Don Shillady
    Retired Scientist/Teen Rodder
    Last edited by Don Shillady; 02-16-2013 at 05:59 PM.

  9. #69
    34_40's Avatar
    34_40 is offline CHR Member Visit my Photo Gallery
    Join Date
    Sep 2007
    Location
    New Bedford
    Car Year, Make, Model: 34 Ford 3W Coupe Replica
    Posts
    12,888

    Great stuff there Don! A lot of those pics I don't remember seeing before. Thanks for getting them up...

  10. #70
    Don Shillady's Avatar
    Don Shillady is offline CHR Member Visit my Photo Gallery
    Join Date
    May 2004
    Location
    Ashland
    Car Year, Make, Model: 29 fendered roadster
    Posts
    2,156

    34-40, Thanks for looking. You are my excuse for documenting my project in case Brent wonders why I am repeating material. I readily admit there are some other superb build projects elsewhere on this Forum that are far better than mine. On the one hand I have wanted to "build a car" since I was a teenager so this is a big item on my bucket list and about the best I could do but it is still a "a car that looks good from ten feet away"! I have a few more pictures since I made a big push since last May to get the car on the road and there will be a few more which are actually new to the Forum. While I helped my Dad in shade tree overhauls since I was a boy I have great respect for the folks here who have run businesses and raced for their practical expertise so I am just glad that I finally got my car to the street-legal stage.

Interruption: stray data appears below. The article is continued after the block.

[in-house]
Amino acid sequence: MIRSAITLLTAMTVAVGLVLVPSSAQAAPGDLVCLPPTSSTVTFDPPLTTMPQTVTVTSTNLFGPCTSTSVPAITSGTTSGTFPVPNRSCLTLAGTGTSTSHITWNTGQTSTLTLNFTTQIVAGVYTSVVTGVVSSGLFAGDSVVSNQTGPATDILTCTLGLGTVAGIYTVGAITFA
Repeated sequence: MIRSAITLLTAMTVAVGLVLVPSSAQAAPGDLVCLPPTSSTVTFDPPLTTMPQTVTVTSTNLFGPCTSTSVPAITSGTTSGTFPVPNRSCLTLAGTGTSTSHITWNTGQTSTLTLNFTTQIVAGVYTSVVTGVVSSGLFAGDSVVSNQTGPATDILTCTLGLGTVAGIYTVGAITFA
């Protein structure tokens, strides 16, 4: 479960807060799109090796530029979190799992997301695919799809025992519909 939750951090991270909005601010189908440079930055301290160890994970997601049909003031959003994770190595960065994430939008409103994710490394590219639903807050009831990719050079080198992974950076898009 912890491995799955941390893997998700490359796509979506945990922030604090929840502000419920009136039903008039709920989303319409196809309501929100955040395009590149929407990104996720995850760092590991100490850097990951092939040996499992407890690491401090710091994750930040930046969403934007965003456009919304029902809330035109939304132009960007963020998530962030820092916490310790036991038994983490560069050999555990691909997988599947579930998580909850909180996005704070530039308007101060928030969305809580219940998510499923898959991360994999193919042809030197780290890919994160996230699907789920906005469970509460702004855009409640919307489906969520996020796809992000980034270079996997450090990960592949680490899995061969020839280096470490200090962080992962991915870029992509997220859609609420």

Don Shillady
    Retired Scientist/Teen Rodder
    Last edited by Don Shillady; 02-16-2013 at 06:18 PM.

  11. #71
    34_40's Avatar
    34_40 is offline CHR Member Visit my Photo Gallery
    Join Date
    Sep 2007
    Location
    New Bedford
    Car Year, Make, Model: 34 Ford 3W Coupe Replica
    Posts
    12,888

    It's all good Don. And stop beating yourself up on the build. You did it and there are a lot of guys out there who never finished one never mind started to do one! Besides, that's why we say they are never done. You see a great feature on someone elses and will want it for yours, so apart it comes and then while your at it... oh well.. you get the idea.

    Keep'em coming, I love seeing someone elses build.
    johnboy likes this.

  12. #72
    Don Shillady's Avatar
    Don Shillady is offline CHR Member Visit my Photo Gallery
    Join Date
    May 2004
    Location
    Ashland
    Car Year, Make, Model: 29 fendered roadster
    Posts
    2,156